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Rheinland Pfalz, Germany, Europe
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Created On: Jul 23, 2009
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Heidelsburg Heidelsburg, Niedere Wand

Heidelsburg is one of the typical sandstone formations in the northern part of the Südpfalz Climbing Region. It is part of the Kaltenbach Step, the youngest of three massive sandstone layers in the area. This layer is the thinnest one of the three and thanks to its lack of age it is also the least solid one. Here, at Heidelsburg, it forms a ring wall of some 10 - 15m height, with vertical and overhanging formations high above a bend of the Schwarzbach Creek. The valley, though which the creek flows for a long time has been one of the major route of commerce through this sparsely populated region and a natural fortification like Heidelsburg was a logical place to overlook and regulate the commerce along the valley. In short - very early on, Heidelsburg was used as a castle.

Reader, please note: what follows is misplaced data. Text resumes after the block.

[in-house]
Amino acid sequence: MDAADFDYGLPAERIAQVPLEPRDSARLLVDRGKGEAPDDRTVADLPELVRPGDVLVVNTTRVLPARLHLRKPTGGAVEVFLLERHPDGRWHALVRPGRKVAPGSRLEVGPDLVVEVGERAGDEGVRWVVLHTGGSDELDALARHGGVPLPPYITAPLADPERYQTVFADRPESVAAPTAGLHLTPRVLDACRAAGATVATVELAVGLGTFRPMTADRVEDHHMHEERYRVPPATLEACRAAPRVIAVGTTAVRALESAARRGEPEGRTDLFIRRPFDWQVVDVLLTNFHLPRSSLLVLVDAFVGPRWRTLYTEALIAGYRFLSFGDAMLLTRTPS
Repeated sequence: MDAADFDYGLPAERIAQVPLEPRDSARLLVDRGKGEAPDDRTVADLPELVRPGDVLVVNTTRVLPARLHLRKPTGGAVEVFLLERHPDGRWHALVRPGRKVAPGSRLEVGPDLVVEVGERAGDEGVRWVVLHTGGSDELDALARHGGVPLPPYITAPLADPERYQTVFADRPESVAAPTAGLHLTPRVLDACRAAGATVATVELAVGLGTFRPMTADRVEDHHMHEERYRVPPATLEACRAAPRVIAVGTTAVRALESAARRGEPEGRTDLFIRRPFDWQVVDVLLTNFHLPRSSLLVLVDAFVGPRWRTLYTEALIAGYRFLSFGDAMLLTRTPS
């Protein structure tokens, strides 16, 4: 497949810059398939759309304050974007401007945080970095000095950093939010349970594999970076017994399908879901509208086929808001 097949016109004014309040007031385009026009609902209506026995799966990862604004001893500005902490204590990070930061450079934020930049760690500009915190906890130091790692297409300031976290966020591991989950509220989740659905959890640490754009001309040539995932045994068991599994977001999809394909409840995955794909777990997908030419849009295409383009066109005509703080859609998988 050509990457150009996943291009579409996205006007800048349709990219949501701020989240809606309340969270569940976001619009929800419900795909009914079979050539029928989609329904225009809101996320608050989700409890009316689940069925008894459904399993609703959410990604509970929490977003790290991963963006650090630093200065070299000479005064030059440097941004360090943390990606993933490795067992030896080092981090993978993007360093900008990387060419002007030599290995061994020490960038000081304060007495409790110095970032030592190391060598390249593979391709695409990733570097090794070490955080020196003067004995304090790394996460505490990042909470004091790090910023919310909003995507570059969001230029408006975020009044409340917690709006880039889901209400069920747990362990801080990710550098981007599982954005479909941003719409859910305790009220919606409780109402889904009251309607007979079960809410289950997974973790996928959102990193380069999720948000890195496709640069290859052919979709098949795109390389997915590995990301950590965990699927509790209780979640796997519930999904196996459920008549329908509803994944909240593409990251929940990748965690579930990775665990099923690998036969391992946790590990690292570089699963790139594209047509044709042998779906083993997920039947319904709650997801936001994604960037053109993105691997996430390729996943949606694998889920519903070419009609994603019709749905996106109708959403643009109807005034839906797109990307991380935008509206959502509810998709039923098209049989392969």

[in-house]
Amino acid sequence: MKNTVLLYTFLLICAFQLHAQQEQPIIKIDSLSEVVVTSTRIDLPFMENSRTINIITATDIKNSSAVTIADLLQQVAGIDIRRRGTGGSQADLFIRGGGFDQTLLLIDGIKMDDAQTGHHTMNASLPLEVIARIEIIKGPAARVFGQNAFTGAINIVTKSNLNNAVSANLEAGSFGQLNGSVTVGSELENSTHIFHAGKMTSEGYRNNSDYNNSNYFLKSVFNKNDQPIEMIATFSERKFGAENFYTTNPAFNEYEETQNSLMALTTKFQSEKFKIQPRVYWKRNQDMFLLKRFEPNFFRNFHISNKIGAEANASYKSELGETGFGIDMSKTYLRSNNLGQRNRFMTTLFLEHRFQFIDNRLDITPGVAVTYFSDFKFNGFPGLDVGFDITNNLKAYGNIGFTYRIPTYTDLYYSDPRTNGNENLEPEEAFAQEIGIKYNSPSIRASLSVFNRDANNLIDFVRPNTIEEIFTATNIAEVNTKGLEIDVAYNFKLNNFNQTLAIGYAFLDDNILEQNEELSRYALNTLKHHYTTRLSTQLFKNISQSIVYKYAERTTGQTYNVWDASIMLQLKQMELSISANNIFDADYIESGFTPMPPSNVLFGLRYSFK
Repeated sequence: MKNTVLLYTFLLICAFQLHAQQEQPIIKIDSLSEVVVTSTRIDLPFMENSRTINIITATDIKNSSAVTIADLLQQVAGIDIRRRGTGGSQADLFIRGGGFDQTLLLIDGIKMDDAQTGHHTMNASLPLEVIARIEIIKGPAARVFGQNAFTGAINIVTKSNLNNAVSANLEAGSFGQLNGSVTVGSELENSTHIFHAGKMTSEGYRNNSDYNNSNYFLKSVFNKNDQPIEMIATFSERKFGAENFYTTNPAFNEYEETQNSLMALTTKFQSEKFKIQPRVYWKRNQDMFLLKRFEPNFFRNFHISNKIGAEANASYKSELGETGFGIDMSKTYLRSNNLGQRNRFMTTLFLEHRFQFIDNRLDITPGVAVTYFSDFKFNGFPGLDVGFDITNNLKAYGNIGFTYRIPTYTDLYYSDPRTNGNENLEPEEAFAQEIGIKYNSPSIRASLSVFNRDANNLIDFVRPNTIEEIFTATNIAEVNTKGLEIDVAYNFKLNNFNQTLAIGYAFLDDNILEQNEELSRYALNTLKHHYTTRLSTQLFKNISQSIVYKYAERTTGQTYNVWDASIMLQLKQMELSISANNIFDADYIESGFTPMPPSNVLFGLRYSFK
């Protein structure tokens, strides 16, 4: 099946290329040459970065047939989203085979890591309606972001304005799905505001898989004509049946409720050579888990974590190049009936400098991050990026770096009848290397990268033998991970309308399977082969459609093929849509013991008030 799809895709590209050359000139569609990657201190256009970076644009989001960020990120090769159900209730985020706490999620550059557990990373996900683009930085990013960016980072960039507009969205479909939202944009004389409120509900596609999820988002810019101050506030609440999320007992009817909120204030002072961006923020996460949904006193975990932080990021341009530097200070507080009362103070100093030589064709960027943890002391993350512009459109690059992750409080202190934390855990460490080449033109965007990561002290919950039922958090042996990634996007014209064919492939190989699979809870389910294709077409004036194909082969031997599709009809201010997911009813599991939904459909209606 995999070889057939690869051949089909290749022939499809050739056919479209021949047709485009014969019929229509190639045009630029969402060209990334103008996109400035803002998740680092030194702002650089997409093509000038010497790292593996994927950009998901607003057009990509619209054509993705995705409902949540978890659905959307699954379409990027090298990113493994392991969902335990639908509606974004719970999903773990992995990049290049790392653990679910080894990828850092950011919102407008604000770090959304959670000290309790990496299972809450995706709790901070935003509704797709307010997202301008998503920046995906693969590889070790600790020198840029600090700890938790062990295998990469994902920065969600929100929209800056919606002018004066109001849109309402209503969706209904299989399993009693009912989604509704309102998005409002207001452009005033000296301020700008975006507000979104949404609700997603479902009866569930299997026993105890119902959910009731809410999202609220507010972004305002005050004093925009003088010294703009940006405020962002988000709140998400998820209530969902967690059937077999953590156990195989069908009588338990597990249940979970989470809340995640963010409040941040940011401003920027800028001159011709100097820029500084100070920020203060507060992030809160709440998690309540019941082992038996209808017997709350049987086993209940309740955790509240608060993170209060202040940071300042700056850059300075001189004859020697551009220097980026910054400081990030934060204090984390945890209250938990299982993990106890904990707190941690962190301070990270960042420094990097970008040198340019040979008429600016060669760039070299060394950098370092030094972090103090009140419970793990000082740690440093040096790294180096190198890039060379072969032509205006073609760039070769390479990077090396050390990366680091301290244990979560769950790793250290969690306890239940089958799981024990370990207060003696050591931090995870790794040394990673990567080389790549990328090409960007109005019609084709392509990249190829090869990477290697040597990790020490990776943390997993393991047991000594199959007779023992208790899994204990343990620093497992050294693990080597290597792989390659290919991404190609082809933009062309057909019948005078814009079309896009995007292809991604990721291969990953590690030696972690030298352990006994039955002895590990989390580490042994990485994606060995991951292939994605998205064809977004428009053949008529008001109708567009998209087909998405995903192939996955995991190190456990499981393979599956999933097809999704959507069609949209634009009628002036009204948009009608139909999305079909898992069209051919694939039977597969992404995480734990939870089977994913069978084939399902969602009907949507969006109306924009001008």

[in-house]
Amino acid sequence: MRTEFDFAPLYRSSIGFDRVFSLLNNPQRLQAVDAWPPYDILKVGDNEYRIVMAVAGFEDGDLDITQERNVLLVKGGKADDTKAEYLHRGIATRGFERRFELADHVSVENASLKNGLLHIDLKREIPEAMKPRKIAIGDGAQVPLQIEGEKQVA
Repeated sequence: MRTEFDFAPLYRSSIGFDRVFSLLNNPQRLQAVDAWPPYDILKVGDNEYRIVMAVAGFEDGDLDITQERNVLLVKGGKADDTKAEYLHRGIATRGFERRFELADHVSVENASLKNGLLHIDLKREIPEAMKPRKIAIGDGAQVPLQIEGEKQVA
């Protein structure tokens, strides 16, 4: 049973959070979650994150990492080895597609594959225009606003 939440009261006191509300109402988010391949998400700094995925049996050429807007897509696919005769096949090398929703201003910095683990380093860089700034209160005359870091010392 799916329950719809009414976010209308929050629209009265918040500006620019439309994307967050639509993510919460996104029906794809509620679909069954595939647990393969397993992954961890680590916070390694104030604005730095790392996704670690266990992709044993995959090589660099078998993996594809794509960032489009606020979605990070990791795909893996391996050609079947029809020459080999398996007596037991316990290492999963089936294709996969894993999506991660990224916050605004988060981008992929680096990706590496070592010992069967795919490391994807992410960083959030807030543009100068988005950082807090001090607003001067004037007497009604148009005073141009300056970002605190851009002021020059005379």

There are hints that the formation already served as a refuge in celtic times but the eaarliest artefacts, which were found, date back to the time of the Roman emperor Hadrian and a time between 150 and 350 B.C. The romans fortified the formation to protect the valley from attacks of Germans, who at the time again and again attacked the boundaries of the Roman Empire. Today, a few walls can still be found on the plateau above the ring wall with two gates having been reconstructed in th 1920s. Additionally there is the leftover of a cistern in the southern part of the castle grounds but not much more has survived.